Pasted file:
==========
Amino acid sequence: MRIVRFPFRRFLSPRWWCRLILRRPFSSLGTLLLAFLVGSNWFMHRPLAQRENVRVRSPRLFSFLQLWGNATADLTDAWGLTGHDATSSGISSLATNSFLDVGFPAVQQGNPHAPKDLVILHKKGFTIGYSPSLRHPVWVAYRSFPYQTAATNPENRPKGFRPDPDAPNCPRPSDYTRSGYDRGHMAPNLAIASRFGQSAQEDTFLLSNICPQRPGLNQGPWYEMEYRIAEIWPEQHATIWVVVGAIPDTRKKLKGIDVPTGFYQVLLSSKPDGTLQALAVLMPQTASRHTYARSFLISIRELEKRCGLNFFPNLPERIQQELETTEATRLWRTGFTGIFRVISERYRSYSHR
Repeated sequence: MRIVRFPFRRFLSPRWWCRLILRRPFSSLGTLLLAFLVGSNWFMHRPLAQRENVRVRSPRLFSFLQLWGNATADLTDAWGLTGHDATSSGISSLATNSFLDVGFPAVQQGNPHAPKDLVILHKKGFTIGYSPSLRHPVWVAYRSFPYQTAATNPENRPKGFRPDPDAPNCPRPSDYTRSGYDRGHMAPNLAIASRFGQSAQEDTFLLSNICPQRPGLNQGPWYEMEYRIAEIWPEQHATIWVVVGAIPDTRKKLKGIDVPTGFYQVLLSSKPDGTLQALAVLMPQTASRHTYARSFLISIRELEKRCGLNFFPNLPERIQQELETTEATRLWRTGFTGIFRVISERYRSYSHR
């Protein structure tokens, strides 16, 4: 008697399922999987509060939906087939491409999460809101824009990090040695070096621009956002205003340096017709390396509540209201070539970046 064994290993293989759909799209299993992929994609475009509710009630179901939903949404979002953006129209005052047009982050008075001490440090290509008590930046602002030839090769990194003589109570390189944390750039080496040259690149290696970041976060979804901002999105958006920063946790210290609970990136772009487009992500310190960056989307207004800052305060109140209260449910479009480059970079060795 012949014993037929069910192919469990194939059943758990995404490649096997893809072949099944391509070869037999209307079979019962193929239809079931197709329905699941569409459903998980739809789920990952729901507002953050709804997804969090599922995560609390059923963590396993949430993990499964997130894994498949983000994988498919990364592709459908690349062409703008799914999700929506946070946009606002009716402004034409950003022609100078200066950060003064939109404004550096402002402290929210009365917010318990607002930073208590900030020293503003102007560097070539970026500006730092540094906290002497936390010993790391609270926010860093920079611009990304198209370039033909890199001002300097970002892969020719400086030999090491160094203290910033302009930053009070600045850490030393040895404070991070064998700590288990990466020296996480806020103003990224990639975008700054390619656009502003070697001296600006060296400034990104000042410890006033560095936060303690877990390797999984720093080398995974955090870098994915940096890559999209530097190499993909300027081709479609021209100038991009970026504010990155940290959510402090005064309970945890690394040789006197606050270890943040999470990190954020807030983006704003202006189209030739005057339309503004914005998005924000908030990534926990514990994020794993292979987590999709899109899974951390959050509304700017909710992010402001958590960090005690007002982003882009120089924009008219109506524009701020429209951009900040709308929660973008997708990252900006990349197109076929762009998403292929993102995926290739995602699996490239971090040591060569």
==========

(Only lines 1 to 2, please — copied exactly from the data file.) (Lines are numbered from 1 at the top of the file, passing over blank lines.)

Amino acid sequence: MRIVRFPFRRFLSPRWWCRLILRRPFSSLGTLLLAFLVGSNWFMHRPLAQRENVRVRSPRLFSFLQLWGNATADLTDAWGLTGHDATSSGISSLATNSFLDVGFPAVQQGNPHAPKDLVILHKKGFTIGYSPSLRHPVWVAYRSFPYQTAATNPENRPKGFRPDPDAPNCPRPSDYTRSGYDRGHMAPNLAIASRFGQSAQEDTFLLSNICPQRPGLNQGPWYEMEYRIAEIWPEQHATIWVVVGAIPDTRKKLKGIDVPTGFYQVLLSSKPDGTLQALAVLMPQTASRHTYARSFLISIRELEKRCGLNFFPNLPERIQQELETTEATRLWRTGFTGIFRVISERYRSYSHR
Repeated sequence: MRIVRFPFRRFLSPRWWCRLILRRPFSSLGTLLLAFLVGSNWFMHRPLAQRENVRVRSPRLFSFLQLWGNATADLTDAWGLTGHDATSSGISSLATNSFLDVGFPAVQQGNPHAPKDLVILHKKGFTIGYSPSLRHPVWVAYRSFPYQTAATNPENRPKGFRPDPDAPNCPRPSDYTRSGYDRGHMAPNLAIASRFGQSAQEDTFLLSNICPQRPGLNQGPWYEMEYRIAEIWPEQHATIWVVVGAIPDTRKKLKGIDVPTGFYQVLLSSKPDGTLQALAVLMPQTASRHTYARSFLISIRELEKRCGLNFFPNLPERIQQELETTEATRLWRTGFTGIFRVISERYRSYSHR